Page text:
The skin is the body’s largest organ, and, as it is the body’s first line of defence guarding against potentially harmful pathogens while simultaneously keeping the good stuff (like water) inside, this should come as a relief.
The skin barrier is the outermost layer of the epidermis and does a lot of this heavy lifting. Despite being essential to skin health, the barrier is easily impaired, leading to a number of undesirable symptoms such as redness, itching, burning and rough texture.
If you’re thinking ‘this is me’, you’re not alone, but the good news is that with the right routine and ingredients, you can nurse your barrier back to health. Keep reading for our expert-approved guide to keeping your skin barrier strong.
What Exactly Is The Skin Barrier?
Our skin is composed of three main layers:
- The epidermis or outermost layer.
- The dermis, which is the middle layer containing collagen and elastin, as well as the blood supply; and
- The subcutis layer of fat that forms a cushion between our skin and the muscle.
The skin barrier itself refers to the very uppermost layer of the epidermis, often called the stratum corneum. This layer is made up of strong, resilient cells that regulate water content, trigger an immune response to harmful pathogens, reduce the effects of UV exposure and defend against oxidative stress, which occurs when there is an imbalance between free radicals and antioxidants in your body.
When the barrier is healthy, our skin looks smooth, calm and radiant. But when it’s damaged or impaired, our skin condition can deteriorate.
How Do I Know If My Barrier Is Damaged?
Annoyingly, there’s a whole host of lifestyle factors that contribute to a damaged skin barrier:
- Lack of sleep
- Nutritional deficiencies
- UV radiation
- Pollution exposure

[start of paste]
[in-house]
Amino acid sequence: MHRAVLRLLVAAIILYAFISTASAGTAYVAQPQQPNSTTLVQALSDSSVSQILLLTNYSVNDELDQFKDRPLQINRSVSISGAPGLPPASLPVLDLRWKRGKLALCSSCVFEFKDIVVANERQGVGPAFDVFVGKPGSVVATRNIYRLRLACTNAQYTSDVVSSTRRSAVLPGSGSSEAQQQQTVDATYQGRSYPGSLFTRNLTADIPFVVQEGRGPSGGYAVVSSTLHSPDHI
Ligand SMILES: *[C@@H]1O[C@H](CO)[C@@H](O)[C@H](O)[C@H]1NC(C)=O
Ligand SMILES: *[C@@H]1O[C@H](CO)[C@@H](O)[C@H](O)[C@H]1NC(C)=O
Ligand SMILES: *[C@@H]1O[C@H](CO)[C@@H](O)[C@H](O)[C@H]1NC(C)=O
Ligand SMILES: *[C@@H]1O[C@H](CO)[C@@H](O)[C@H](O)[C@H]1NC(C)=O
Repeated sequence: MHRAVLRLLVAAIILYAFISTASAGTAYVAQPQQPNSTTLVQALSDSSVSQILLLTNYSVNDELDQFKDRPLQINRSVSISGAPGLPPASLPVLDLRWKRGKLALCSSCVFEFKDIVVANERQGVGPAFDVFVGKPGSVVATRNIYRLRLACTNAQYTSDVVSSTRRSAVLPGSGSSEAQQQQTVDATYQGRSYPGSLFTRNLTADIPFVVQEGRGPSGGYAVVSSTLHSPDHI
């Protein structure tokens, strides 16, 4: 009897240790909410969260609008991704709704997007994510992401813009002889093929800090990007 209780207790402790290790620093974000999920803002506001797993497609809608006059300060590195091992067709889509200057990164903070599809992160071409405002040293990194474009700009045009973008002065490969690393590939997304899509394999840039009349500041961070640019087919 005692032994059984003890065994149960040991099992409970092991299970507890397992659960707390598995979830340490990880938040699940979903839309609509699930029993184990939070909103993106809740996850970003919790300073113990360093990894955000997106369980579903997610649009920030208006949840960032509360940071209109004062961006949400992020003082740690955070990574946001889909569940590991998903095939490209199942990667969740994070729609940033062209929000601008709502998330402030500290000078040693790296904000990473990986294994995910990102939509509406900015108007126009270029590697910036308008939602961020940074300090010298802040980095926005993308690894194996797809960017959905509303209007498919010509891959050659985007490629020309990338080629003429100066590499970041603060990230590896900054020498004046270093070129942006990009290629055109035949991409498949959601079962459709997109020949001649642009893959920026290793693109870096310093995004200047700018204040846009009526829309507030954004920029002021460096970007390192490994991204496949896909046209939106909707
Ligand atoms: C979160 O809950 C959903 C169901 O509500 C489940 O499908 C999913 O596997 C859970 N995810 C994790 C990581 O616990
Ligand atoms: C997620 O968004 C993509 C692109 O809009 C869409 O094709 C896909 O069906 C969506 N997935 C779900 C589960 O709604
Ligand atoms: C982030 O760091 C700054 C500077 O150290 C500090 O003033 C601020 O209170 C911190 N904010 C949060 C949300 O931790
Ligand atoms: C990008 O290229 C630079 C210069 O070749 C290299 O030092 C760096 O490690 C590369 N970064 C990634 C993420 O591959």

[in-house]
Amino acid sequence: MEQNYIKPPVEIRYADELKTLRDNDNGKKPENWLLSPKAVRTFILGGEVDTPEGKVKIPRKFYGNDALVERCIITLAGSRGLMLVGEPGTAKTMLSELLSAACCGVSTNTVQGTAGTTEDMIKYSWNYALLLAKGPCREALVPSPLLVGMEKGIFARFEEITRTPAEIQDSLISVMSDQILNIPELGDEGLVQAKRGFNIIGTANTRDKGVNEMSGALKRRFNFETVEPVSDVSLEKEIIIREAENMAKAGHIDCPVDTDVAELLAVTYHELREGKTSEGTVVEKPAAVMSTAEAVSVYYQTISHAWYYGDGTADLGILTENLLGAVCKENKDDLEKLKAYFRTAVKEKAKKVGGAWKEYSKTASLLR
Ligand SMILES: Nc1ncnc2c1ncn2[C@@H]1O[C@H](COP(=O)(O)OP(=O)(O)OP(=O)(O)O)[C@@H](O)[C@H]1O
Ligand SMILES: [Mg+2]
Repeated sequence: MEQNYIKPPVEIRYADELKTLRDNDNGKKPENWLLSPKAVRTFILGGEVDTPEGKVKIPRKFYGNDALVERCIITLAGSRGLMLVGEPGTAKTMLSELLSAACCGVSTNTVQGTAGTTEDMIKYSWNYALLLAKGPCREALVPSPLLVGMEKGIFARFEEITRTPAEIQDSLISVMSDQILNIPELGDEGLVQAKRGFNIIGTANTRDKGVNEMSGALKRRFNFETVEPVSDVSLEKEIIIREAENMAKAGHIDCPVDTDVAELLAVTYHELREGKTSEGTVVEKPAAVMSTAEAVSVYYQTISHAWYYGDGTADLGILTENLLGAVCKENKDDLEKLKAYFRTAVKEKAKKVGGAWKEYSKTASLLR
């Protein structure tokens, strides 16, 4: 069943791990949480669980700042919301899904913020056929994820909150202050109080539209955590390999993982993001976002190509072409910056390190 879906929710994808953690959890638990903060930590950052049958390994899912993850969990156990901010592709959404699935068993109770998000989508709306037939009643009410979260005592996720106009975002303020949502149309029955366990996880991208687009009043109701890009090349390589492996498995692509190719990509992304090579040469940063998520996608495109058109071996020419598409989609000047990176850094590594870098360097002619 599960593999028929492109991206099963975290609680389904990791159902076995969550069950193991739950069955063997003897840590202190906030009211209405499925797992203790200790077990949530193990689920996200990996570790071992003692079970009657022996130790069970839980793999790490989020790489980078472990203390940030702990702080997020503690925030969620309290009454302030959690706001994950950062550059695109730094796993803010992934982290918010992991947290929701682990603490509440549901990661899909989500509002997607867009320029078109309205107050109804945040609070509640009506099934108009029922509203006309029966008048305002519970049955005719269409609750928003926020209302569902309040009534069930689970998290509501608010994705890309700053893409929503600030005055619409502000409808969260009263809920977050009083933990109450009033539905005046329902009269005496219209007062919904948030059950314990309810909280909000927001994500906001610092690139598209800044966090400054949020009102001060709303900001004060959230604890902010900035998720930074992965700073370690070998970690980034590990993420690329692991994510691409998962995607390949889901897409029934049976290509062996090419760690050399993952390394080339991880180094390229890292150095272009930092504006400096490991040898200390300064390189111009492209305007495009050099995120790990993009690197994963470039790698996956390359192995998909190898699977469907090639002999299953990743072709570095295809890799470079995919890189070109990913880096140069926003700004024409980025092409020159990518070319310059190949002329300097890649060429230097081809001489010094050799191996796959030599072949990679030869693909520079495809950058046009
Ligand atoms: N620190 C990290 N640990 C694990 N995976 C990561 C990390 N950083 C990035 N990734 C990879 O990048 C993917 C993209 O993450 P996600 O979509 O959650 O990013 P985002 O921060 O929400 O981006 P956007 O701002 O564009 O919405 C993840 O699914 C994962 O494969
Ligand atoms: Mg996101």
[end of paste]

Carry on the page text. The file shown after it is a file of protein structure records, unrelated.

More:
The overuse of actives, like harsh scrubs, accelerating acids and retinoids can also be a contributing factor.
You can generally tell if your skin barrier is impaired if symptoms like redness, itching, rough or bumpy texture, burning, dullness and random breakouts are present.
2 Steps To Fixing An Impaired Barrier:
The good news about skin is that it's regenerative, so with the help of nourishing topical skincare, your skin barrier can be restored to a healthy, protective state.
Pause the Actives
The first thing to do if you notice your barrier faltering is to stop using any active ingredients like accelerating acids (glycolic, lactic and salicylic) or vitamin A derivatives such as retinol. Generally, these are results-driven and clinically proven, but can contribute to skin damage if your barrier is damaged.
Instead, opt for a pared-back routine involving a non-stripping cleanser, reparative serum, plenty of moisture and sunscreen. Once your skin returns to normal, slowly reintroduce them, ensuring not to overdo it. For more skintel on layering, check out our recent blog entry here.
Gentle Cleanser: This lightweight formula purifies and replenishes the skin thanks to antioxidant-rich Goji Berry, Green Tea and Cucumber Oil.
Rejuvenate 15: Packed with essential vitamins and antioxidants, this rejuvenating serum counteracts environmental stress, a must for those experiencing an impaired barrier.
Focus on Moisture
A damaged barrier can dramatically affect skin moisture levels, so it’s important to replenish it with a mix of humectant, emollient and moisture-loss-preventing ‘occlusive’ formulations.
Humectants, like glycerine or hyaluronic acid, attract water into the skin and slow down evaporation. They’re essential to mitigate dehydration and prevent feelings of discomfort.
Expert Revitalise Hyaluronic Jelly Mask: Rich in Hyaluronic Acid, Glycerine and Panthenol, this gel formula is like a tall drink of cool water for skin.
Emollients soften and smooth the skin’s surface by ‘filling in’ cellular gaps with lipids and oils. They also work to retain the water obtained by humectants (smart).
Expert Restore Niacinamide Replenishing Cream: This ultra-soothing cream is made with Macadamia Oil and Avocado Oil, as well as soothing Niacinamide to restore epidermal function and fight dehydration.
Occlusive ingredients (think shea butter, lanolin or beeswax) have larger molecules that form a physical layer on the skin’s surface. They repel water, as well as locking in moisture within the skin. Occlusive balms and creams can be used to defend against further barrier damage and protect vulnerable cells.
Repair Balm: Ceramides and Shea Butter work hard to soothe and condition damaged, depleted complexions.